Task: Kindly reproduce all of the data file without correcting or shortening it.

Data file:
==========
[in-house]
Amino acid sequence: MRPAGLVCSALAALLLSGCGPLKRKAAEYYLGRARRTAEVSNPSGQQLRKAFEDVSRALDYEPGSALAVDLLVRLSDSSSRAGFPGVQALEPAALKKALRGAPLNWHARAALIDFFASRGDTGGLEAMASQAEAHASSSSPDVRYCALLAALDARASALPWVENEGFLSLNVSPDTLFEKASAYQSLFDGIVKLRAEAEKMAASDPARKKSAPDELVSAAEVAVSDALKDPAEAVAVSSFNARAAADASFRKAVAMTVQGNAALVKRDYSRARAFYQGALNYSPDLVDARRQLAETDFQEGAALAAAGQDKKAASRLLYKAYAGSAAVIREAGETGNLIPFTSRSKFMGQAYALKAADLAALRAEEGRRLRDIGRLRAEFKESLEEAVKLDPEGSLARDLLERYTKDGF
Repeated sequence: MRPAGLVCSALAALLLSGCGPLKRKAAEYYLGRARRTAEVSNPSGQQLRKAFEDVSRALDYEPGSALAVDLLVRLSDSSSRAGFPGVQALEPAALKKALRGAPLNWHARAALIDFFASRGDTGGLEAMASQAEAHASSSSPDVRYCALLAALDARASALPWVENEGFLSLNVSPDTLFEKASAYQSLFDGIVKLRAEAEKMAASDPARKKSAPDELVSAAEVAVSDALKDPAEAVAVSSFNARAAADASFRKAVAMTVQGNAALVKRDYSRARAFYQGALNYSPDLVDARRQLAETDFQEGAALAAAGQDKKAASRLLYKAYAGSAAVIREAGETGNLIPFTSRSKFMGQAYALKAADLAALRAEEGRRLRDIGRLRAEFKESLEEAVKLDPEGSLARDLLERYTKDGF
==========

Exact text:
[in-house]
Amino acid sequence: MRPAGLVCSALAALLLSGCGPLKRKAAEYYLGRARRTAEVSNPSGQQLRKAFEDVSRALDYEPGSALAVDLLVRLSDSSSRAGFPGVQALEPAALKKALRGAPLNWHARAALIDFFASRGDTGGLEAMASQAEAHASSSSPDVRYCALLAALDARASALPWVENEGFLSLNVSPDTLFEKASAYQSLFDGIVKLRAEAEKMAASDPARKKSAPDELVSAAEVAVSDALKDPAEAVAVSSFNARAAADASFRKAVAMTVQGNAALVKRDYSRARAFYQGALNYSPDLVDARRQLAETDFQEGAALAAAGQDKKAASRLLYKAYAGSAAVIREAGETGNLIPFTSRSKFMGQAYALKAADLAALRAEEGRRLRDIGRLRAEFKESLEEAVKLDPEGSLARDLLERYTKDGF
Repeated sequence: MRPAGLVCSALAALLLSGCGPLKRKAAEYYLGRARRTAEVSNPSGQQLRKAFEDVSRALDYEPGSALAVDLLVRLSDSSSRAGFPGVQALEPAALKKALRGAPLNWHARAALIDFFASRGDTGGLEAMASQAEAHASSSSPDVRYCALLAALDARASALPWVENEGFLSLNVSPDTLFEKASAYQSLFDGIVKLRAEAEKMAASDPARKKSAPDELVSAAEVAVSDALKDPAEAVAVSSFNARAAADASFRKAVAMTVQGNAALVKRDYSRARAFYQGALNYSPDLVDARRQLAETDFQEGAALAAAGQDKKAASRLLYKAYAGSAAVIREAGETGNLIPFTSRSKFMGQAYALKAADLAALRAEEGRRLRDIGRLRAEFKESLEEAVKLDPEGSLARDLLERYTKDGF